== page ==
March 13, 2008

Sophie Scholl: The Final Days (Rothemund, 2005)

Sophie Scholl: The Final Days belongs with the class of refined, pedigreed historical cinema that Europe seems to churn out to such a degree that it has become a "brand" of sorts here in the United States, patronized by art-house theaters from coast to coast. And though it attempts nothing radical within the confines of this particular type of film, it is nevertheless a potent, artful achievement. Culled from testimonies and long-buried historical documents, it is an examination of the last six days in the life of the German anti-Nazi heroine. And though the action (in this case not quite the appropriate word) is confined mostly to a handful of rooms and a couple of characters, it is a gripping example of cinema as historical document, as well as a showcase for a handful of fantastic, carefully calibrated performances (especially Julia Jentsch, who plays Sophie). Rothemund has crafted a work of powerful restraint that manages to be staid and verbose without ever being tedious, a work that derives considerable emotional momentum not from moments of unbridled fury, but from moments of quiet control. IMDb listing.

March 11, 2008

The Ten Best Films Of 2007

1.   There Will Be Blood (Paul Thomas Anderson, United States)
2.   The Assassination Of Jesse James By The Coward Robert Ford (Andrew Dominik, United States)
3.   No Country For Old Men (Ethan Coen & Joel Coen, United States)
4.   Silent Light (Carlos Reygadas, Mexico/France/Netherlands/Germany)
5.   I'm Not There (Todd Haynes, United States/Germany)
6.   Zodiac (David Fincher, United States)
7.   The Diving Bell And The Butterfly (Julian Schnabel, France/United States)
8.   Into The Wild (Sean Penn, United States)
9.   Paranoid Park (Gus Van Sant, United States/France)
10. The Man From London (Béla Tarr, Hungary/France/Germany)

February 21, 2008

The Molly Maguires (Ritt, 1970)

Ritt's bleak portrait of working class immigrants chasing liberty and the American dream belongs to the golden age of American cinema that began with Bonnie & Clyde, and is far more intelligent and artfully crafted than it is given credit for. James Wong Howe's incredible scope photography of the coal mines and Tambi Larsen & Darrell Silvera's Oscar nominated art direction lend the film a sooty authenticity, and the wordless nearly 15-minute long opening sequence immediately calls to mind P.T. Anderson's There Will Be Blood. As in his best work, Ritt doesn't allow his fondness for tackling social problems to overpower the narrative. A film in serious need of critical reappraisal. IMDb listing.

February 20, 2008

Killer's Kiss (Kubrick, 1955)

Stanley Kubrick's lean B noir, only his second feature length film, provides a revealing glimpse of his emerging personal style. And though Killer's Kiss is a relatively simple exercise, running a trim 67 minutes, it is fascinating how Kubrick chooses to tell this pulpy story of l'amour fou with images rather than dialogue. The final chase sequence is a thing of beauty.

February 19, 2008

Flash Point (Yip, 2007)

The cinema of Hong Kong has always been defined primarily (at least in an international sense) in terms of its action films. From the martial arts films of the Shaw Brothers in the 60’s and 70’s (Come Drink With Me, Five Deadly Venoms), to the pioneering work of Jackie Chan (Police Story) and John Woo (Hard Boiled) in the 80’s and 90’s (to name but a few, the list could go on and on…), Hong Kong has often been at the vanguard of action cinema, constantly innovating and redefining the look and feel of the genre and just as constantly being imitated.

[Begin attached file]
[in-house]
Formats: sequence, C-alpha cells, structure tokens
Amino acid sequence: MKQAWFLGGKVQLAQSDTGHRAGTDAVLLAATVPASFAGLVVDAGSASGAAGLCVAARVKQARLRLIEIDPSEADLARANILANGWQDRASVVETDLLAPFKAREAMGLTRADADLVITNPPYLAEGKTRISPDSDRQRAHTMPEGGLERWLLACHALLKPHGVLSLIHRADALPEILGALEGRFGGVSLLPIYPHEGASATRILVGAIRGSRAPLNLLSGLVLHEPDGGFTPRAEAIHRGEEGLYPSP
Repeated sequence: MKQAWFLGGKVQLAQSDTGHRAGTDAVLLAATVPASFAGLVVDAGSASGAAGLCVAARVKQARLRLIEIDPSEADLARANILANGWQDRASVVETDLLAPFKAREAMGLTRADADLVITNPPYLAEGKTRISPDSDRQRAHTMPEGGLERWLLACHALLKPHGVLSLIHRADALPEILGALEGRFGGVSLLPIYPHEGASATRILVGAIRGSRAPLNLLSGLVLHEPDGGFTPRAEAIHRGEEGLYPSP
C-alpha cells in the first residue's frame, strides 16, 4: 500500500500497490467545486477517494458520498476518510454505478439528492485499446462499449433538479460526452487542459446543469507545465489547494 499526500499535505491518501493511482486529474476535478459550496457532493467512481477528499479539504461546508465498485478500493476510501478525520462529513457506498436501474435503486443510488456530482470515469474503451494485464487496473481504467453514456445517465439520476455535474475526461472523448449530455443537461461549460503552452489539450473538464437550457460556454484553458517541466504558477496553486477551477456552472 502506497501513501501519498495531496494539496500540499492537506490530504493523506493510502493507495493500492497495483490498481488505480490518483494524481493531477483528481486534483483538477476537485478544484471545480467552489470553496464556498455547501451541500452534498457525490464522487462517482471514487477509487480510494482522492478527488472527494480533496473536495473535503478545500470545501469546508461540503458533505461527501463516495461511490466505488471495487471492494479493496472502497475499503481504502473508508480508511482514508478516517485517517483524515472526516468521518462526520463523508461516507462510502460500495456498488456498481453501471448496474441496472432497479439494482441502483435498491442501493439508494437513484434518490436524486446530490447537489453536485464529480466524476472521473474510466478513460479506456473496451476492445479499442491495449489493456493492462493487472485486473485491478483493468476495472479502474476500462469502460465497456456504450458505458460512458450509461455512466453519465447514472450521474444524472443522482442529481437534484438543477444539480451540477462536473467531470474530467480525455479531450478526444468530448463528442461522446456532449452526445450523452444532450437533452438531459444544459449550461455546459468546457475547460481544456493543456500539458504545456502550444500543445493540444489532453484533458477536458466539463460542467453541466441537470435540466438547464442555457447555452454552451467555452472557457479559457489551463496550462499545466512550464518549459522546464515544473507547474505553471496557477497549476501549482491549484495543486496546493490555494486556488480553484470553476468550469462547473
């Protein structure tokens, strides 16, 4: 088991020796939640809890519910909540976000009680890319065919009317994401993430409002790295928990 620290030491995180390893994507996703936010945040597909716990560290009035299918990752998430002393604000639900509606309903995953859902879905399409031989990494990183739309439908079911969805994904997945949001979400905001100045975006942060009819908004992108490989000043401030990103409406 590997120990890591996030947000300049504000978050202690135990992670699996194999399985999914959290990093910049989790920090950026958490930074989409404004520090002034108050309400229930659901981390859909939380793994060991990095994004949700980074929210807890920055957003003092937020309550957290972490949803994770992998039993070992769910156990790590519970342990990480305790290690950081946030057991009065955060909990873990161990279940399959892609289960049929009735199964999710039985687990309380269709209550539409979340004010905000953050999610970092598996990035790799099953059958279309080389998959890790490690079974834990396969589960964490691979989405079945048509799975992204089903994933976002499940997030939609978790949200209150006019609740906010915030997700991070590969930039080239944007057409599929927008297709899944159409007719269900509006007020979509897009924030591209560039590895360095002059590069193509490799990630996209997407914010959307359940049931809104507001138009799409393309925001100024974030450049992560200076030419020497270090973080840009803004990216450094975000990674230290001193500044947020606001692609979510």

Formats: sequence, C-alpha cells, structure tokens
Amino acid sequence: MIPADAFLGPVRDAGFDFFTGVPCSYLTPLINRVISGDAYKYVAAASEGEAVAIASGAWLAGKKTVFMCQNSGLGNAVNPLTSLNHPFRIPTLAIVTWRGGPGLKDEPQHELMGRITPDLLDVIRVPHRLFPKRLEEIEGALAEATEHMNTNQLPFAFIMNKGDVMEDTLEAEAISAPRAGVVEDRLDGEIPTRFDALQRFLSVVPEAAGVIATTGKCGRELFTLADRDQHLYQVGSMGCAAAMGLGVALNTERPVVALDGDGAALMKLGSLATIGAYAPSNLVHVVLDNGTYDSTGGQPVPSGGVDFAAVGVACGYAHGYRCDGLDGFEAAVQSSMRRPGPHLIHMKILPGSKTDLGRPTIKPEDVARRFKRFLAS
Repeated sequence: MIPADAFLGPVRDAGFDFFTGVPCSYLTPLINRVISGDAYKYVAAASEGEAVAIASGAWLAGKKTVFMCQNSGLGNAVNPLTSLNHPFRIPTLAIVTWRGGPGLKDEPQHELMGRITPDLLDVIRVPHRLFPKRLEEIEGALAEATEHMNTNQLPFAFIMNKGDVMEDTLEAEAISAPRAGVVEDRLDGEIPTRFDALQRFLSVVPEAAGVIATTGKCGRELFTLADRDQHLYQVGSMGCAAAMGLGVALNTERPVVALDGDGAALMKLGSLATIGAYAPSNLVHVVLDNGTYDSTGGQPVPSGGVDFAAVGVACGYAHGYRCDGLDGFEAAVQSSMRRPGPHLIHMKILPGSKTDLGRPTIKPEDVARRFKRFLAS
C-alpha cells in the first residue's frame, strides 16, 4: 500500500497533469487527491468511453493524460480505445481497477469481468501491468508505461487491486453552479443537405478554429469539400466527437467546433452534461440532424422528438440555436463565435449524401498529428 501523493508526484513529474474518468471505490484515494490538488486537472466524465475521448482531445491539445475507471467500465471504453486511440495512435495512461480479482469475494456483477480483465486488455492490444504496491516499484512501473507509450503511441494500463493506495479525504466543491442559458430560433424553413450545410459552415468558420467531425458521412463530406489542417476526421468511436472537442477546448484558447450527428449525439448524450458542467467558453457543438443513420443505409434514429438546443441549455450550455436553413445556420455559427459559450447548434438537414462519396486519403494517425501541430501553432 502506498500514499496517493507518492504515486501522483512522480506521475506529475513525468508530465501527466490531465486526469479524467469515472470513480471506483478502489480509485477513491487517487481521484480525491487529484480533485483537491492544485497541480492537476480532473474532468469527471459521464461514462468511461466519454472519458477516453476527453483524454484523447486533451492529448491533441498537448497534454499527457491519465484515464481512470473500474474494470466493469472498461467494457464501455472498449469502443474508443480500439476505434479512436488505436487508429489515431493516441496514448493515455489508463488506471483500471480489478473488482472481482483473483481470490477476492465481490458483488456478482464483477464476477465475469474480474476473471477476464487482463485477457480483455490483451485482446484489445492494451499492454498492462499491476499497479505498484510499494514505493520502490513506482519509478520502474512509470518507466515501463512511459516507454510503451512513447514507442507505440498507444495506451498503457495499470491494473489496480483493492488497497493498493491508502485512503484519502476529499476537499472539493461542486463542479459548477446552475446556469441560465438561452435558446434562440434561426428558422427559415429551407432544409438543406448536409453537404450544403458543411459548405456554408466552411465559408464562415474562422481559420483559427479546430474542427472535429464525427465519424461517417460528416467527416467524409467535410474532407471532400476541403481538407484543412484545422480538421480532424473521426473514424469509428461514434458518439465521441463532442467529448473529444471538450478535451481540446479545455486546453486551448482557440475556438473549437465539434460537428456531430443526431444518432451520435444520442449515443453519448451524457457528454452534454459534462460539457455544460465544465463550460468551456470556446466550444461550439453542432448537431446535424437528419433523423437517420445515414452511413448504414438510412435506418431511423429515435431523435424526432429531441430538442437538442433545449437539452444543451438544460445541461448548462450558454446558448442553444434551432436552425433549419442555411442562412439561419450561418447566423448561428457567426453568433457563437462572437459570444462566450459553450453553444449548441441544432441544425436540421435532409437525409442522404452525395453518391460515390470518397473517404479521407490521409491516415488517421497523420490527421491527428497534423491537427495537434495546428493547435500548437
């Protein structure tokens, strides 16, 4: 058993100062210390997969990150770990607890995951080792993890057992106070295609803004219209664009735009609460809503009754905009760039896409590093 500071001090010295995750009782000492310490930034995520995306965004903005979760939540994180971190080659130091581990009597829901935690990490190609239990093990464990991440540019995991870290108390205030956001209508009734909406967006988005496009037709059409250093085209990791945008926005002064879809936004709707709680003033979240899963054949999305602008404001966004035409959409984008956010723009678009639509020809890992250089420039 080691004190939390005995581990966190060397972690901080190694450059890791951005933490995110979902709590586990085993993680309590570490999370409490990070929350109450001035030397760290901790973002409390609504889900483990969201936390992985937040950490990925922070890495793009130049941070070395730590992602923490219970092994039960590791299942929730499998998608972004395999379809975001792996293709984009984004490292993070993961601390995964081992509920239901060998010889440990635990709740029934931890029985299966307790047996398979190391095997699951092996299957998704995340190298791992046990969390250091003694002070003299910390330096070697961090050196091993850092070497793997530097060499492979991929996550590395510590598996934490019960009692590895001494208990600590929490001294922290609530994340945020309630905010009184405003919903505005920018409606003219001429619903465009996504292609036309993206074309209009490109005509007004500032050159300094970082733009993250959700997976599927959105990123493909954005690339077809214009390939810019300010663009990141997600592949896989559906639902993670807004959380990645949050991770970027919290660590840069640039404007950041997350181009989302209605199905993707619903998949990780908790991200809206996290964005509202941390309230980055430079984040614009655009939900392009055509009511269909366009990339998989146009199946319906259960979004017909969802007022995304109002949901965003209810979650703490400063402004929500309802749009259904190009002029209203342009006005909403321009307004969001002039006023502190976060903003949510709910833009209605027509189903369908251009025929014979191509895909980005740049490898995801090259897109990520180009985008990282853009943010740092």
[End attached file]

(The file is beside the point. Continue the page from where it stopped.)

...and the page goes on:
With Flash Point, director Wilson Yip and star/fight choreographer Donnie Yen once again attempt to push the action genre to more extreme heights, though the results are quite mixed. From a narrative standpoint, the film is rather perfunctory. Taking place in 1996, just before the return of Hong Kong to Chinese rule, it deals with the efforts of a police operation, headed by Yen’s Inspector Ma, to take down a Vietnamese crime family. All of the requisite beats one would expect from such a plot are present. And though Yip broaches the interesting theme of “returning home” – many characters comment on their migrant status – it isn’t developed beyond a superficial level. Anyone even remotely acquainted with Hong Kong policiers will find themselves on familiar ground.

Given this, it would be quite understandable to dismiss Yip and Yen’s film as yet another formulaic entry from a stagnating contemporary Hong Kong film industry, though such an assessment wouldn’t be completely fair. Yes, the plot is hackneyed, the acting is exaggerated, and the dialogue is mechanical and sometimes nonsensical (though I assume something was lost in translation), but to judge this film predominantly on these elements would be to miss the point almost entirely. For though it grinds to a halt in its quieter moments, Flash Point positively explodes during its louder ones, especially when Yen is in the spotlight.

At its core, Flash Point is an outlet for Donnie Yen’s continuing obsession with MMA (mixed martial arts), something he utilized to great effect in his first collaboration with Yip, Sha Po Lang. This particular approach (which blends styles as diverse as Muay Thai and submission grappling) would seem to be a direct reaction to the graceful bloodletting of Woo’s The Killer, or the wire-fu spectacles Crouching Tiger, Hidden Dragon and Hero. The action feels organic, the fights gritty, brutal, and unpredictable. Every punch is felt. In the current homogeneous action film landscape, Yip and Yen have created something fierce and angry, something that feels like the logical next step.